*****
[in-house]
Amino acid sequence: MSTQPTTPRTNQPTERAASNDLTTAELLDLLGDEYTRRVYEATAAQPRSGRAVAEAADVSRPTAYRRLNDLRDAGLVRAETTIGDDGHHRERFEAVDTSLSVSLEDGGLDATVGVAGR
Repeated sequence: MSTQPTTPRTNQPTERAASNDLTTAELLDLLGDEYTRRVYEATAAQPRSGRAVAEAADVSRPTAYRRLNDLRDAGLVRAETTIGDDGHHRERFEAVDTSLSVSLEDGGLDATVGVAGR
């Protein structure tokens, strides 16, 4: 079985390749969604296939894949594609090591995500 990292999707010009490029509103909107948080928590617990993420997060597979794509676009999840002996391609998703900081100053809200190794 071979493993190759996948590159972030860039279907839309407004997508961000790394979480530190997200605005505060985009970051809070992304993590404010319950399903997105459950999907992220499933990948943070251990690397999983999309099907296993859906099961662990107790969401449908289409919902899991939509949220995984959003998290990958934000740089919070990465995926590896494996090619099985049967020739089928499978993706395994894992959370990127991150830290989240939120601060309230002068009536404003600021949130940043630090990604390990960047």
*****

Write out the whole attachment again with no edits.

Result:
[in-house]
Amino acid sequence: MSTQPTTPRTNQPTERAASNDLTTAELLDLLGDEYTRRVYEATAAQPRSGRAVAEAADVSRPTAYRRLNDLRDAGLVRAETTIGDDGHHRERFEAVDTSLSVSLEDGGLDATVGVAGR
Repeated sequence: MSTQPTTPRTNQPTERAASNDLTTAELLDLLGDEYTRRVYEATAAQPRSGRAVAEAADVSRPTAYRRLNDLRDAGLVRAETTIGDDGHHRERFEAVDTSLSVSLEDGGLDATVGVAGR
């Protein structure tokens, strides 16, 4: 079985390749969604296939894949594609090591995500 990292999707010009490029509103909107948080928590617990993420997060597979794509676009999840002996391609998703900081100053809200190794 071979493993190759996948590159972030860039279907839309407004997508961000790394979480530190997200605005505060985009970051809070992304993590404010319950399903997105459950999907992220499933990948943070251990690397999983999309099907296993859906099961662990107790969401449908289409919902899991939509949220995984959003998290990958934000740089919070990465995926590896494996090619099985049967020739089928499978993706395994894992959370990127991150830290989240939120601060309230002068009536404003600021949130940043630090990604390990960047």